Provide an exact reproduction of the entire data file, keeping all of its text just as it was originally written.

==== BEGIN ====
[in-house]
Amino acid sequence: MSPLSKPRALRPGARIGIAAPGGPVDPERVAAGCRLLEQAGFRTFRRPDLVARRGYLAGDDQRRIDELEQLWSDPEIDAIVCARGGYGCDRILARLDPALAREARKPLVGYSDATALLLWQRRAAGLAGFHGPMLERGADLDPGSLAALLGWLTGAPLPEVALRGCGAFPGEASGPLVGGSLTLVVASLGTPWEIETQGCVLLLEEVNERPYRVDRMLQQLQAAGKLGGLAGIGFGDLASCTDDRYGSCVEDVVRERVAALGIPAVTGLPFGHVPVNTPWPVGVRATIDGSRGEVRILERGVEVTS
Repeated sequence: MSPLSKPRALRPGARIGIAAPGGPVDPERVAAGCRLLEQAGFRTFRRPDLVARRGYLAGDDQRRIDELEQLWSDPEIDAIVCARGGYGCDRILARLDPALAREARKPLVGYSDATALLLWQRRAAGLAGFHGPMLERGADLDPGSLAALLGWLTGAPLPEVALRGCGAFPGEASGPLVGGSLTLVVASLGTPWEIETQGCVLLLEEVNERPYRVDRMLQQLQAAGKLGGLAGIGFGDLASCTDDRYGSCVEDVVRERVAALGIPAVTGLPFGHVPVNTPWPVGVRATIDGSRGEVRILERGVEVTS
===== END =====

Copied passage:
[in-house]
Amino acid sequence: MSPLSKPRALRPGARIGIAAPGGPVDPERVAAGCRLLEQAGFRTFRRPDLVARRGYLAGDDQRRIDELEQLWSDPEIDAIVCARGGYGCDRILARLDPALAREARKPLVGYSDATALLLWQRRAAGLAGFHGPMLERGADLDPGSLAALLGWLTGAPLPEVALRGCGAFPGEASGPLVGGSLTLVVASLGTPWEIETQGCVLLLEEVNERPYRVDRMLQQLQAAGKLGGLAGIGFGDLASCTDDRYGSCVEDVVRERVAALGIPAVTGLPFGHVPVNTPWPVGVRATIDGSRGEVRILERGVEVTS
Repeated sequence: MSPLSKPRALRPGARIGIAAPGGPVDPERVAAGCRLLEQAGFRTFRRPDLVARRGYLAGDDQRRIDELEQLWSDPEIDAIVCARGGYGCDRILARLDPALAREARKPLVGYSDATALLLWQRRAAGLAGFHGPMLERGADLDPGSLAALLGWLTGAPLPEVALRGCGAFPGEASGPLVGGSLTLVVASLGTPWEIETQGCVLLLEEVNERPYRVDRMLQQLQAAGKLGGLAGIGFGDLASCTDDRYGSCVEDVVRERVAALGIPAVTGLPFGHVPVNTPWPVGVRATIDGSRGEVRILERGVEVTS